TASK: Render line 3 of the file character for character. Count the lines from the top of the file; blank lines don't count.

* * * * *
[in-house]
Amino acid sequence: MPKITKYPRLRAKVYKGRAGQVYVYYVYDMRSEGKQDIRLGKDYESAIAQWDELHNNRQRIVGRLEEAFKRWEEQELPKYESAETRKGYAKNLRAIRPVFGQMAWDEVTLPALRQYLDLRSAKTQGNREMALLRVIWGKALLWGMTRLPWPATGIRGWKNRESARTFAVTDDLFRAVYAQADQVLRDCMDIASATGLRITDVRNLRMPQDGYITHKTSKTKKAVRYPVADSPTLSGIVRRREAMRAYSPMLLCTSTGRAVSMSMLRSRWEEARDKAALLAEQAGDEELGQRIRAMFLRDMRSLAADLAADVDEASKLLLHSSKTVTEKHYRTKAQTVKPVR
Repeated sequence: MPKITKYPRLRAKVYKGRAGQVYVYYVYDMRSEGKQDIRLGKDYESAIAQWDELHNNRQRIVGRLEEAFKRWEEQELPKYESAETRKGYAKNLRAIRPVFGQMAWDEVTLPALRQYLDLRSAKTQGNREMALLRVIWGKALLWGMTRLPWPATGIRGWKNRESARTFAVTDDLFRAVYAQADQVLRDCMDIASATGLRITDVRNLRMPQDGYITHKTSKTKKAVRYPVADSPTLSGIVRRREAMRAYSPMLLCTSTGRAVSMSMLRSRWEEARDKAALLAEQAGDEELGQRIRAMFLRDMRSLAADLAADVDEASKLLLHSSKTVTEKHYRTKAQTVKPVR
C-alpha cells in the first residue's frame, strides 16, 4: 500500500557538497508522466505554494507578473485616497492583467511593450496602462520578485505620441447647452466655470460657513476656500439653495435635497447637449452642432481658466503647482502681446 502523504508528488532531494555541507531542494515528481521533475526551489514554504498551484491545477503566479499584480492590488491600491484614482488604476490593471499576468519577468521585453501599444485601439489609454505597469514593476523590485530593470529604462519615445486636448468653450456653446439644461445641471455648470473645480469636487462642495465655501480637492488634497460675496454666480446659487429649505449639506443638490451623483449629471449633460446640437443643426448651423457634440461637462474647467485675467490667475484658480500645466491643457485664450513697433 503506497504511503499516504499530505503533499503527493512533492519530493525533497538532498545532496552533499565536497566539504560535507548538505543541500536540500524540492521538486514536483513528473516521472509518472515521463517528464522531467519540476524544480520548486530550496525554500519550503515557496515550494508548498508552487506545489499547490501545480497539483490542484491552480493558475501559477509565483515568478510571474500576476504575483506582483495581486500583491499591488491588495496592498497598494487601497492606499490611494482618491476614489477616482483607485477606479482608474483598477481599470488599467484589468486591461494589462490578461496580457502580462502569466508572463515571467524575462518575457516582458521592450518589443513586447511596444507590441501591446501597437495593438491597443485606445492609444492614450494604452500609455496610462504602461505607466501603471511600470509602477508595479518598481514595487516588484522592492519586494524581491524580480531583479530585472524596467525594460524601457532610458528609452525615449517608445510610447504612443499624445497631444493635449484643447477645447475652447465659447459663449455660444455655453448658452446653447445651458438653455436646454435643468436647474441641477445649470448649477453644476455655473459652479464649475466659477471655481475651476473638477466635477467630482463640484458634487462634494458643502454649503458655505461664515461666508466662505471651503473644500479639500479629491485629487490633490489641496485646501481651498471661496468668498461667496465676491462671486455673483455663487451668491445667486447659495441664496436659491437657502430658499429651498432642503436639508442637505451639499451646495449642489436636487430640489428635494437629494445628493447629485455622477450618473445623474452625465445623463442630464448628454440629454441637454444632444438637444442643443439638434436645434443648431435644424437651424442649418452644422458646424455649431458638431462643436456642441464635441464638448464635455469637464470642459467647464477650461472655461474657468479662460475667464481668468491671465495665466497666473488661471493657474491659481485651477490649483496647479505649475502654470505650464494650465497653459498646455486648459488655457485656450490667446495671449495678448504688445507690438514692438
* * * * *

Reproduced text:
Repeated sequence: MPKITKYPRLRAKVYKGRAGQVYVYYVYDMRSEGKQDIRLGKDYESAIAQWDELHNNRQRIVGRLEEAFKRWEEQELPKYESAETRKGYAKNLRAIRPVFGQMAWDEVTLPALRQYLDLRSAKTQGNREMALLRVIWGKALLWGMTRLPWPATGIRGWKNRESARTFAVTDDLFRAVYAQADQVLRDCMDIASATGLRITDVRNLRMPQDGYITHKTSKTKKAVRYPVADSPTLSGIVRRREAMRAYSPMLLCTSTGRAVSMSMLRSRWEEARDKAALLAEQAGDEELGQRIRAMFLRDMRSLAADLAADVDEASKLLLHSSKTVTEKHYRTKAQTVKPVR